Read on SSRN

Centre: CIPL

Research theme: Administrative Law, Environmental Law, Law, Governance and Development

Forensic Nanotechnology, Biosecurity and Medical Professionalism: Improving the Australian Health Care System's Response to Terrorist Bombings

Author(s):

This chapter explores how medical professionalism in forensic bioterrorist investigations may be influenced by the enhanced surveillance, detection and data storage capacities offered by nanotechnology. It draws on the author's experience treating patients injured in the 2002 Bali bombings.

It is now well accepted that health professionals involved in forensic investigations may experience conflict of interest problems with moral, ethical, legal and human rights dimensions. Physicians acquiring information, for example, about crimes from patients may have to breach ethical and legal obligations of confidentiality in disclosing that information to justice authorities. The professional obligations of physicians involved in forensic investigations extend to the collation of evidence and provision of testimony within an adversarial legal system. Many of these duties have the potential to create dilemmas for a physician's sense of professionalism, which is generally characterised by an emphasis on public service, rather than profit-earning, by an occupation with State-recognised special skill.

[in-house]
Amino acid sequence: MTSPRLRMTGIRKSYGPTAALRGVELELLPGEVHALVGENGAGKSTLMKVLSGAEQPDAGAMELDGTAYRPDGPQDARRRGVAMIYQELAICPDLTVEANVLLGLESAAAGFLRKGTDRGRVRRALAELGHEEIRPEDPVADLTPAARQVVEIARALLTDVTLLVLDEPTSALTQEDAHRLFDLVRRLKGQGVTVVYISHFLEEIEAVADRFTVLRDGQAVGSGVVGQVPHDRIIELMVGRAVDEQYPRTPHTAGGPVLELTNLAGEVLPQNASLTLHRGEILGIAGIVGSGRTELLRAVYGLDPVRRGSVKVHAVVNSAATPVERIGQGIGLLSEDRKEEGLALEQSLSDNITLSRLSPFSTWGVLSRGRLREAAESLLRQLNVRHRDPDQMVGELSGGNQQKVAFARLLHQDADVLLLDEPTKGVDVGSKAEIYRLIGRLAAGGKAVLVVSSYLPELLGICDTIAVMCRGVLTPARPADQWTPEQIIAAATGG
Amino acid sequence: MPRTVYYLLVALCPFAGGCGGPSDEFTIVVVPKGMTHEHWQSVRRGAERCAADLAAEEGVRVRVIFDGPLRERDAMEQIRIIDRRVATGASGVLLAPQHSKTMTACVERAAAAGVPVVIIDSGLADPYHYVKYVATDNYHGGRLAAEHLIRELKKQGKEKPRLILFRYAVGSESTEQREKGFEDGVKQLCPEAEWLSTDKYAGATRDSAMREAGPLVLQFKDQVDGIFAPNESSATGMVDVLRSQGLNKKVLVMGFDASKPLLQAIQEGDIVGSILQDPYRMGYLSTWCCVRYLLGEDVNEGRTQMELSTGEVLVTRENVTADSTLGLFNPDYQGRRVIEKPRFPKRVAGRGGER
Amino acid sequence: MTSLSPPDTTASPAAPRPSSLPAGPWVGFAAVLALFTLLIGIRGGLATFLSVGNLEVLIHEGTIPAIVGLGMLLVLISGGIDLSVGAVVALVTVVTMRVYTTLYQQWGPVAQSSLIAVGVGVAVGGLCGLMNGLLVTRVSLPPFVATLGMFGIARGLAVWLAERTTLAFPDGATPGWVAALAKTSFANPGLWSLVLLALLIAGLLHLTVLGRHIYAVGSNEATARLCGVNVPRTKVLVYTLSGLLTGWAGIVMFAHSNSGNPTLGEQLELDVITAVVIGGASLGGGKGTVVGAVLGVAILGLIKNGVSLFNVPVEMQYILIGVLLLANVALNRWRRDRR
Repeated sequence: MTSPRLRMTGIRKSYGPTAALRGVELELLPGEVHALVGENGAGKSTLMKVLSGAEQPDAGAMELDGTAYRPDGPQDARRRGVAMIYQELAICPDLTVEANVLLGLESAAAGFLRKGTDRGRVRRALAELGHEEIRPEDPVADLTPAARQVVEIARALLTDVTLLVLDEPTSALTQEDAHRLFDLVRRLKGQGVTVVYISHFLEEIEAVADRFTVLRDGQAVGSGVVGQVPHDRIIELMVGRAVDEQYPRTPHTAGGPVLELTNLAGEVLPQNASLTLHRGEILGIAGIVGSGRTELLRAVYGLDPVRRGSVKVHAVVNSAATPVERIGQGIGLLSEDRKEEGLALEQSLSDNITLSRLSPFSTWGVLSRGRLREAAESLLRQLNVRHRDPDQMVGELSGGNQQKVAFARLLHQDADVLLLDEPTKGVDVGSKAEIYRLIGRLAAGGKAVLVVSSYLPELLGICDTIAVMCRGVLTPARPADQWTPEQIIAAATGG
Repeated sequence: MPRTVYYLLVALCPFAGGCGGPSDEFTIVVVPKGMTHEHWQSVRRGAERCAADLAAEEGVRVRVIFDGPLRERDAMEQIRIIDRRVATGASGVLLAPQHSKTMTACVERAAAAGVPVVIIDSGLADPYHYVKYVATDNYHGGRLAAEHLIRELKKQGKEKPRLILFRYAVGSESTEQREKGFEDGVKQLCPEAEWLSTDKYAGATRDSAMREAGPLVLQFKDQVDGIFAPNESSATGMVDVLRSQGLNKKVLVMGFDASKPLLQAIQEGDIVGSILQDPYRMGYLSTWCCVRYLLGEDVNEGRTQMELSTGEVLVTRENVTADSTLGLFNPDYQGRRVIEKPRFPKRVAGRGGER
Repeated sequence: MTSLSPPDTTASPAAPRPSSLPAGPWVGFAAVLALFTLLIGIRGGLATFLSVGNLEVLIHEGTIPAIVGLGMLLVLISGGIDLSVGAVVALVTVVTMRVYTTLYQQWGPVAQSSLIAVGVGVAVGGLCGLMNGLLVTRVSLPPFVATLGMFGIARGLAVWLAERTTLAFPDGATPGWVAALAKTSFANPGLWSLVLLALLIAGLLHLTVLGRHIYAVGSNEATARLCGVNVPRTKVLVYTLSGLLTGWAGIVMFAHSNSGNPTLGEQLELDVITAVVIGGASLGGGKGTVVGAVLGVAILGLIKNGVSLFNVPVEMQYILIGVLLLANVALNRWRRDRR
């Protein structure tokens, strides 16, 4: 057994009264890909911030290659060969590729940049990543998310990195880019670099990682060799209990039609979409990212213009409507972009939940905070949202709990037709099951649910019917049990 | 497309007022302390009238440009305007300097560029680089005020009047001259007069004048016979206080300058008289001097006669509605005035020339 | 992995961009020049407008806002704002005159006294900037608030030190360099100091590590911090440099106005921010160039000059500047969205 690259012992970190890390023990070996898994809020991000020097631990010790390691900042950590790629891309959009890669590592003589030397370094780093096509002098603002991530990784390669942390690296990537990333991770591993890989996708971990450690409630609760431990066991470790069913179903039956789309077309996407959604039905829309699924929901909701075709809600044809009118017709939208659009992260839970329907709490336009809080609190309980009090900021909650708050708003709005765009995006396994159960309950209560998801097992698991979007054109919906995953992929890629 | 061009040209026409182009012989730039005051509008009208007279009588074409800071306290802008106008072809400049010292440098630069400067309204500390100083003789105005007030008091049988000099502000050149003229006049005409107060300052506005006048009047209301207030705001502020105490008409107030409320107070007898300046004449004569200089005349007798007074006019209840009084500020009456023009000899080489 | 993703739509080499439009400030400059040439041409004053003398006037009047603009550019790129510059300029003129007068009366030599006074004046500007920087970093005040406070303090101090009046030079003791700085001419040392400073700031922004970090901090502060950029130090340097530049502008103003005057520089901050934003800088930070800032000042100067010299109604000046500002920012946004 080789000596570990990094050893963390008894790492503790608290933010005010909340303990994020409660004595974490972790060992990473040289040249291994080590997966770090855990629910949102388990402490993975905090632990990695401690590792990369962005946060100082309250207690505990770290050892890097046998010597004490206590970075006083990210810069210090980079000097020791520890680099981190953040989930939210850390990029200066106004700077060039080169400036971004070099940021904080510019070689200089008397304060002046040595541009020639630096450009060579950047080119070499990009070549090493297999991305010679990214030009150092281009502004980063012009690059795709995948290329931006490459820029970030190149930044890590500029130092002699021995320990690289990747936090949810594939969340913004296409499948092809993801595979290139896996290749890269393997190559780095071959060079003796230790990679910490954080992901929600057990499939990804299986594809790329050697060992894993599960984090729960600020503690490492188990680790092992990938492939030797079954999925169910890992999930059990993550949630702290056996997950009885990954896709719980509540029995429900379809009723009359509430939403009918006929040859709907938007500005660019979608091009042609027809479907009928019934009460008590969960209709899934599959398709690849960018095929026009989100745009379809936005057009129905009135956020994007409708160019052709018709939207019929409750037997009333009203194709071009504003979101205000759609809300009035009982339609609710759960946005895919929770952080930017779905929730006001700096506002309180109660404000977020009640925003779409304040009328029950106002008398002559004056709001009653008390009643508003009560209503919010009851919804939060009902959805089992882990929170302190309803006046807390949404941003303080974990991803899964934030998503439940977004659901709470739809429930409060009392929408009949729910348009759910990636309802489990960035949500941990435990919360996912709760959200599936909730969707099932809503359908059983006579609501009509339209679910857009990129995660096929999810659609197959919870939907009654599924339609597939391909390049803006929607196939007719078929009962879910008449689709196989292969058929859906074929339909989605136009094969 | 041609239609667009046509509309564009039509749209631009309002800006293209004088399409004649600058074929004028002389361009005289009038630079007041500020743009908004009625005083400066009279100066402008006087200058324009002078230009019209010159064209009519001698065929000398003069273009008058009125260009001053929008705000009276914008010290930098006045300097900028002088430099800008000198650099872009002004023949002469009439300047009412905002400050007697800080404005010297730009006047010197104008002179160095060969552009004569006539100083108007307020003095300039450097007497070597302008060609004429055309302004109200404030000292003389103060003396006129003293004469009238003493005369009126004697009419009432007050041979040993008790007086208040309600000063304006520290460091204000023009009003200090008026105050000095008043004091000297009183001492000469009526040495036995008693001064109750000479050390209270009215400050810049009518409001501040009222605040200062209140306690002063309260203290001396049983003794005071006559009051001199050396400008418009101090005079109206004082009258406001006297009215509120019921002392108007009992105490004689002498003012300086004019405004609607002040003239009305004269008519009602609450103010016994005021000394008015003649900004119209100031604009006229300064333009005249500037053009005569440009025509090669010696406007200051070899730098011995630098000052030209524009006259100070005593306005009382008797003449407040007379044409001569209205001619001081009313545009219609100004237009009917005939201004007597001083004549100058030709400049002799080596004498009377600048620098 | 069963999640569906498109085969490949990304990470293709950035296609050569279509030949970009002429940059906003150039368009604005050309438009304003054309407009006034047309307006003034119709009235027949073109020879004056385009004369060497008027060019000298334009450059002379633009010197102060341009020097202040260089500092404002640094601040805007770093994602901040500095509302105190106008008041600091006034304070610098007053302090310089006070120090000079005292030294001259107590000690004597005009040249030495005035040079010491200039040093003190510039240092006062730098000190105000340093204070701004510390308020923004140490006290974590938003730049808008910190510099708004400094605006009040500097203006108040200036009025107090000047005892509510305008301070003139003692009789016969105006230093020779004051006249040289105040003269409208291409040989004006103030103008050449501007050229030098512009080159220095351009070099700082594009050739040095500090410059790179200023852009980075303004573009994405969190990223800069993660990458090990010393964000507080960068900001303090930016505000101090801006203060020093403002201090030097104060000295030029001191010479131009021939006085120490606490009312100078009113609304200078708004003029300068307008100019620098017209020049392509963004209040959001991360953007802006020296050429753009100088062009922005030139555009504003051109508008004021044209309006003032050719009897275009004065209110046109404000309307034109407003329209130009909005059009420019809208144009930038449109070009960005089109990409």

Physicians treating terrorist suspects or involved in investigating allegations of massacres, may be assisted in resolving any resultant conflict of interest dilemmas by reference not only to basic principles of medical ethics, but to relevant United Nations guidelines. International humanitarian law is another important source of professional norms by which physicians can calibrate legislation or other obligations to the state requiring their involvement in such areas. It is an aggregation of customary and treaty-based principles and rules concerned with the treatment of wounded, civilians and prisoners in war, and overlapping with many areas of medical ethics. Article 7 of the ICCPR, as well as prohibiting torture or cruel, unusual or degrading treatment or punishment also provides that 'no one shall be subjected without his free consent to medical or scientific experimentation'.

Read on SSRN

Centre:

Research theme: Health, Law and Bioethics